Dealer Principals and General Managers have more choices where to spend their marketing dollars than ever before! Dealer Principals today are very comfortable with traditional advertising: newspaper, radio, TV, and direct mail. They understand how it works. They know the costs involved and most likely have a trusted vendor who executes marketing messages in these channels each month.
The internet and mobile communications, however, have brought a tsunami of change to their business marketing strategies. Dealer Principals and General Managers, as a whole, are not as very comfortable with digital marketing as they are with traditional media.
Digital marketing investments can be highly targeted and personalized at a comparatively low cost. The Internet is the great equalizer; small dealerships can have a very strong presence without spending a lot of money. Regardless of these opportunities, Dealer Principals and General Managers need someone to show them how it all works to sell cars.
Many high volume dealers and larger dealer groups are creating the position of “Digital Marketing Manager” (DMM) to help them decide which investments are the best for the business. The position of Digital Marketing Manager comes with ample creative opportunities, but also great responsibility.
Unlike established job positions in dealerships a clear job description for a Digital Marketing Manager is often missing from Human Resource handbooks. This new role will likely not have a performance history, operating guidelines, or a competitive compensation plan.
In fact one of the weaknesses of this hiring strategy is that this role may not have the technical and strategic support that the Digital Marketing Manager needs to succeed. The owner or General Manager at the dealership may not care to learn or understand the responsibilities of the DMM. Management may pass the digital marketing decisions solely to the DMM, which could result in a costly disconnect. It could eventually damage the momentum of the business.
Dealers, who are considering establishing a Digital Marketing Manager (DMM) position, will not succeed without the involvement of the executive team. This comes down to a discussion about leadership; will the dealership make the commitment to master the new tools of e-commerce?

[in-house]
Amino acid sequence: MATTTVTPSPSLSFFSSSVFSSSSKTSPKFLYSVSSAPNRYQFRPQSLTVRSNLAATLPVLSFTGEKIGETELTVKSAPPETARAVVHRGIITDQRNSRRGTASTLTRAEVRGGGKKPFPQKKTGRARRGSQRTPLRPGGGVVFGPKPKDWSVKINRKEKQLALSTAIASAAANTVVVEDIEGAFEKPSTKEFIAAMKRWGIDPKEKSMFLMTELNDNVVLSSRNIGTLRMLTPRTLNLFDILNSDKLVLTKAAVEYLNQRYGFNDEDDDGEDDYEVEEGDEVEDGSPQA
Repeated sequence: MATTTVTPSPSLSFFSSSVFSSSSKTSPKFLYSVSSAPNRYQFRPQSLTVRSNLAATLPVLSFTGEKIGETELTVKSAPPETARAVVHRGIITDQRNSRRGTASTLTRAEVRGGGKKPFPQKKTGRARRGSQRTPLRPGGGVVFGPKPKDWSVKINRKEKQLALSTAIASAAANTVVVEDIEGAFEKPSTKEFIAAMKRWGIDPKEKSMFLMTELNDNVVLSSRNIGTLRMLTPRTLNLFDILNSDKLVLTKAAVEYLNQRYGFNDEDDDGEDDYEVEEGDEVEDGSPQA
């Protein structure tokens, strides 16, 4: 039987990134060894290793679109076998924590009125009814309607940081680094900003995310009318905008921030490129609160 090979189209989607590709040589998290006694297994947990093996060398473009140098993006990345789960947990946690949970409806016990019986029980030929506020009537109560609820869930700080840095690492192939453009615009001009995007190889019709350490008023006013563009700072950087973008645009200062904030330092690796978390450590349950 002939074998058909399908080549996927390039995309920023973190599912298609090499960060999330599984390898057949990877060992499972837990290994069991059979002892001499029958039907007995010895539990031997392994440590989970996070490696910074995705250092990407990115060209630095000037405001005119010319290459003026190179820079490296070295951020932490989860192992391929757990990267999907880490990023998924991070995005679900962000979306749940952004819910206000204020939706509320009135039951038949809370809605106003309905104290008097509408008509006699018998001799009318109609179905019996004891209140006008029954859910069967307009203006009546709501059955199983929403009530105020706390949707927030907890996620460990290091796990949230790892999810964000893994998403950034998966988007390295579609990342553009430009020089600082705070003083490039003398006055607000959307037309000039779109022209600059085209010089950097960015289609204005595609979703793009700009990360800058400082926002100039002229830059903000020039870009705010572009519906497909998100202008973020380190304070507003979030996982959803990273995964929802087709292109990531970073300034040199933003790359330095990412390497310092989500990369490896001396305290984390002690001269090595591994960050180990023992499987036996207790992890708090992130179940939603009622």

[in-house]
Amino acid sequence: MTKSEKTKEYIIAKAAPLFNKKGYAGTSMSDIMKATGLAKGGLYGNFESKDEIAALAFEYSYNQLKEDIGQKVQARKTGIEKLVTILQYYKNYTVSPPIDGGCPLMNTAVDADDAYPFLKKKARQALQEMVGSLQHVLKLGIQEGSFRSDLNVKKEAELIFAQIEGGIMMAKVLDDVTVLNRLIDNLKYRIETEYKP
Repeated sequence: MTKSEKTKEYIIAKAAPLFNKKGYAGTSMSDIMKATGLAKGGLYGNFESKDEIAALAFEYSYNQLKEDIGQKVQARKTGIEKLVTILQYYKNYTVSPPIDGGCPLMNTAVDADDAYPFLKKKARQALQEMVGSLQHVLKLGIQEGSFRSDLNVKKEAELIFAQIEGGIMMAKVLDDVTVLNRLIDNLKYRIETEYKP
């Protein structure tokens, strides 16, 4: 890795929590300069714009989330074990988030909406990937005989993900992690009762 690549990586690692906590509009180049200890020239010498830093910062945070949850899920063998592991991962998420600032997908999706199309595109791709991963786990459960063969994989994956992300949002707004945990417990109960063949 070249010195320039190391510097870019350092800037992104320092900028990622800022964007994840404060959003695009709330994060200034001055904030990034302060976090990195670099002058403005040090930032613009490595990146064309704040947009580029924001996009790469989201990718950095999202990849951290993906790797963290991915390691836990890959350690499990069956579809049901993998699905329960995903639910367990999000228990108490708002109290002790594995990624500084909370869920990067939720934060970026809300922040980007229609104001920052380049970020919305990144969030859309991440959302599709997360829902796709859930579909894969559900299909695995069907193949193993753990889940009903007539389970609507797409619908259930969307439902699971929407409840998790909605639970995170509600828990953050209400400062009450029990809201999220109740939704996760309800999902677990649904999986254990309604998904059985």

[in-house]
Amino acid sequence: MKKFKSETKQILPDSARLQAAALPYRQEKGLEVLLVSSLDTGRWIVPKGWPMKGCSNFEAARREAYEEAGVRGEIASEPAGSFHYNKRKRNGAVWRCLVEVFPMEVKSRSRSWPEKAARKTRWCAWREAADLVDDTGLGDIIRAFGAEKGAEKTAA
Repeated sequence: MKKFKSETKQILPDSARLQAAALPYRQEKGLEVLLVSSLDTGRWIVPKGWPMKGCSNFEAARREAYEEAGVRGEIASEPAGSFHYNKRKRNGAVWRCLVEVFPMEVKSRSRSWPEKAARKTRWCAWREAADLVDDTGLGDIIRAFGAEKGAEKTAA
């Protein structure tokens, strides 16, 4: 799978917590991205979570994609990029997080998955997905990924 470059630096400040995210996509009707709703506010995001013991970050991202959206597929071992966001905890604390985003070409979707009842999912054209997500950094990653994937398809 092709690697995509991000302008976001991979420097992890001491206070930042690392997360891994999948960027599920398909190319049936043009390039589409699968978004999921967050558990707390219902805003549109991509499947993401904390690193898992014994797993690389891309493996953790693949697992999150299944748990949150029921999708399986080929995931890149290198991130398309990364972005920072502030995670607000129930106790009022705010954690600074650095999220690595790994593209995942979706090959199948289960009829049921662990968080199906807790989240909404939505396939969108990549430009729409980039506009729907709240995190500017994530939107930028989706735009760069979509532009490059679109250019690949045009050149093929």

Dealer Principals and General Managers must understand that until the consumer walks into the showroom, they are in an e-commerce business. The executive team cannot continue to use excuses to delay the personal investment they need to make to manage their digital marketing investments.
I’m in the process of completing my next book entitled “Mastering Automotive Digital Marketing”, which will be a 300+ page guide for Automotive Digital Marketing Managers. As I put the final touches on this book, it is clear that in order for the US automotive industry to evolve and leverage advanced phases of digital marketing, the Owners and General Managers must commit to continuing education certifications.
Without the management team understanding the “real-life” demands of a Digital Marketing Manager, they will likely get bored and fire a perfectly good candidate that they feel is underperforming. My inbox is filled with stories of DMMs that left their dealership, because they felt that they were working on an island; they were the only person in the dealership who understood what they did each day.
Many dealership executives can’t mentor, inspect, or manage their Digital Marketing Managers. Dealership executives can mentor all other areas of their dealership, except for this important role. This is a cultural bias that must change, and change quickly.
The need for executive level training and certifications for digital marketing must be reinforced by OEMs, Digital Marketing Speakers, and NADA. All Dealer Principals and General Managers should be required to obtain digital certifications, as part of a continuing education program. Without such education, our industry will be at risk. We will never fully leverage the opportunities that exist to create a better online customer experience.